Last Updated December 6, 2021
What a year it’s been. As we approach the New Year, it’s time (finally!) to put 2020 and its many challenges in the rearview mirror and look at what lies in store for 2021. So, we’ve dusted off the old crystal ball and stared long and hard at it to bring to you this, our 2021 real estate market forecast for Eugene, Oregon. Needless to say, we’ve also crunched plenty of numbers.
Most likely, you’re here because you’re thinking of entering the Eugene real estate market in the coming year or maybe further down the road. Timing is everything, and no matter what kind of investment we’re talking about, you’ll want to buy low and sell high if you possibly can. So what’s in store for home prices in Eugene next year and beyond?
(Looking for the very latest on Eugene’s real estate market? Check out our most recent market report.)
Predicting the future with any degree of accuracy is usually more about understanding the past than anything else. So we’re going to start by talking about what’s happened in Eugene’s real esate market (and across the country) in 2020. We’ll go into the hard numbers and then extrapolate from there to give you our 2021 forecast for Eugene.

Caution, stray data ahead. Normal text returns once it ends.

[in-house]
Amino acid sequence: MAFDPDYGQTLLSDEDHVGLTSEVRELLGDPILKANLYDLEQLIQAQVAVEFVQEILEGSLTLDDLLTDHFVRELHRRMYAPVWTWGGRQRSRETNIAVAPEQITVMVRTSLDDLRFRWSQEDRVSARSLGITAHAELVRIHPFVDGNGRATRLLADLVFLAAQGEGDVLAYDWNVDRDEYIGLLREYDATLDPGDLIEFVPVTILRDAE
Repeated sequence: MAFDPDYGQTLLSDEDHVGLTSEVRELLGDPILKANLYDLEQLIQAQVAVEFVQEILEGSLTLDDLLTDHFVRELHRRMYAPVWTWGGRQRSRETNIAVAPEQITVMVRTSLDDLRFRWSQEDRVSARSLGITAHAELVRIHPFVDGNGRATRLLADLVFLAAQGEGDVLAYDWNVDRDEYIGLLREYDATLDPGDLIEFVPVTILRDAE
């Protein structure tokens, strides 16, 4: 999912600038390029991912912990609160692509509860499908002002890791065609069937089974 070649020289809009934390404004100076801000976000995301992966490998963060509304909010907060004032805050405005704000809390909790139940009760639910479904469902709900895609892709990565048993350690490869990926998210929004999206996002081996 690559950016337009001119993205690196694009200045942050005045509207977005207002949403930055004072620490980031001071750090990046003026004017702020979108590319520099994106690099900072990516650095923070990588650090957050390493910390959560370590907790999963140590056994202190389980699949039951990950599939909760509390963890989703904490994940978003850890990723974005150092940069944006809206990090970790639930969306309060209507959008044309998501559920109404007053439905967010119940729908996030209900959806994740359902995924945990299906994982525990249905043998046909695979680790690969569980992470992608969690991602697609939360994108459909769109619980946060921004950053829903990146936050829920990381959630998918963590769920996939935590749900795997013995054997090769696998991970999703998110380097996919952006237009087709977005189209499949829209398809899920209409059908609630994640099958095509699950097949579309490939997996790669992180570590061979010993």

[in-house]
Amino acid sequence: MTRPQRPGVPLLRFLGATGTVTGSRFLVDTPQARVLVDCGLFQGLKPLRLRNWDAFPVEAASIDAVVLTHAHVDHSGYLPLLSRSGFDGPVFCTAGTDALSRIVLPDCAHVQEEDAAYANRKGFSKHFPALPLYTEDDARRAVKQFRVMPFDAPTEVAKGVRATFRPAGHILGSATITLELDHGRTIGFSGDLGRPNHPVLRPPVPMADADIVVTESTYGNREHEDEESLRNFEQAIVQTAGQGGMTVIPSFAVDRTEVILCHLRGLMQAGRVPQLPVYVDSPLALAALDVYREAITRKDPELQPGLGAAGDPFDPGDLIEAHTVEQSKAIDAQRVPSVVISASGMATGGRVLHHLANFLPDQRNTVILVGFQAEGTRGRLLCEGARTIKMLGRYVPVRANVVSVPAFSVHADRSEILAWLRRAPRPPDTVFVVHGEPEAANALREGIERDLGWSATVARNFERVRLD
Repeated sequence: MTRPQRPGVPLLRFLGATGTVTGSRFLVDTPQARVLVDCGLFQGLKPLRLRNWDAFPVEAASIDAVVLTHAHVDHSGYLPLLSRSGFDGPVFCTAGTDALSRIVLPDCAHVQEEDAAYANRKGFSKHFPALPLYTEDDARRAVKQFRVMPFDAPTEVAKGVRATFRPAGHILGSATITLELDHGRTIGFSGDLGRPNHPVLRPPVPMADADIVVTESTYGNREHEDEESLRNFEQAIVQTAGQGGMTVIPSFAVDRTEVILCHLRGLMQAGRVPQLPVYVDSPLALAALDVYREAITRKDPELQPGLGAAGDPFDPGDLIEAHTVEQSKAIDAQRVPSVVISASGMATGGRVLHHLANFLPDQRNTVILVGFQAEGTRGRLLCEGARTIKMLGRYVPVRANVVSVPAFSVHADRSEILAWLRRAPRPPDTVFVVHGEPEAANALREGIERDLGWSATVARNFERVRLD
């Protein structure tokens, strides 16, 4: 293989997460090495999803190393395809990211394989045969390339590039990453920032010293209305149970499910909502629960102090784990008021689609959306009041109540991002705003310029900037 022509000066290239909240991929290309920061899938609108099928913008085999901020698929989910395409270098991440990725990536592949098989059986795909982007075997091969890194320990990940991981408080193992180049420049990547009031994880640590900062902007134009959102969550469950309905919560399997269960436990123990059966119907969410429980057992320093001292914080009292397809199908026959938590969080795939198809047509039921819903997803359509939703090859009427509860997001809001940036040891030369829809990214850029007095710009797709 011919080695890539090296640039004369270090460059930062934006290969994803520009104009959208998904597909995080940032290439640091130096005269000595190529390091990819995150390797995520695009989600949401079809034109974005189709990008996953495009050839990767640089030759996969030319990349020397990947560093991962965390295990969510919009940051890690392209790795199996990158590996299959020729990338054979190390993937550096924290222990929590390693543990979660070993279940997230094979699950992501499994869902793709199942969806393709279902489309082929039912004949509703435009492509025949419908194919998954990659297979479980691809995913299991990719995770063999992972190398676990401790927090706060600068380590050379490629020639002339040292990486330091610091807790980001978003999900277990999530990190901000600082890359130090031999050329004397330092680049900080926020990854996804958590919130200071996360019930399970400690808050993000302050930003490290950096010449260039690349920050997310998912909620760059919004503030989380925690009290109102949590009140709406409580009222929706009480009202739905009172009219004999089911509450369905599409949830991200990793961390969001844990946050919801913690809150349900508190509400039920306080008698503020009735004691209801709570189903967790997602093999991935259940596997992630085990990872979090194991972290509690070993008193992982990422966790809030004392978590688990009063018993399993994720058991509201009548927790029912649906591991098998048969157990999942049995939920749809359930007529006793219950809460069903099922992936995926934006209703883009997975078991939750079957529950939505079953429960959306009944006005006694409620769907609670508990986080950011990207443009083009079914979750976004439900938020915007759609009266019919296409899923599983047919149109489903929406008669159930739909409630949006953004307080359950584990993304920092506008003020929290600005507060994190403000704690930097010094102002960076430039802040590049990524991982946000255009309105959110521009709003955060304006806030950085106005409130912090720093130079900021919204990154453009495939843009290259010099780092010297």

Sound good? Let’s stroll down memory lane, though you may just want to skip ahead if 2020 is a little too fresh and raw to revisit quite yet. Click here to cut to the chase and read our bottom line forecast for Eugene’s real estate market in 2021.
How COVID-19 Impacted Eugene’s Real Estate Market in 2020
The story of 2020 is right there in the heading: we’ve been in the midst of a pandemic pretty much the whole year, even if COVID-19 was still under the radar at first. In January and February, before the virus really emerged as a threat, real estate markets across the country were on pace to perform exceptionally. Nationally, purchase applications were up double digits compared to 2019, and new housing starts were up 40%.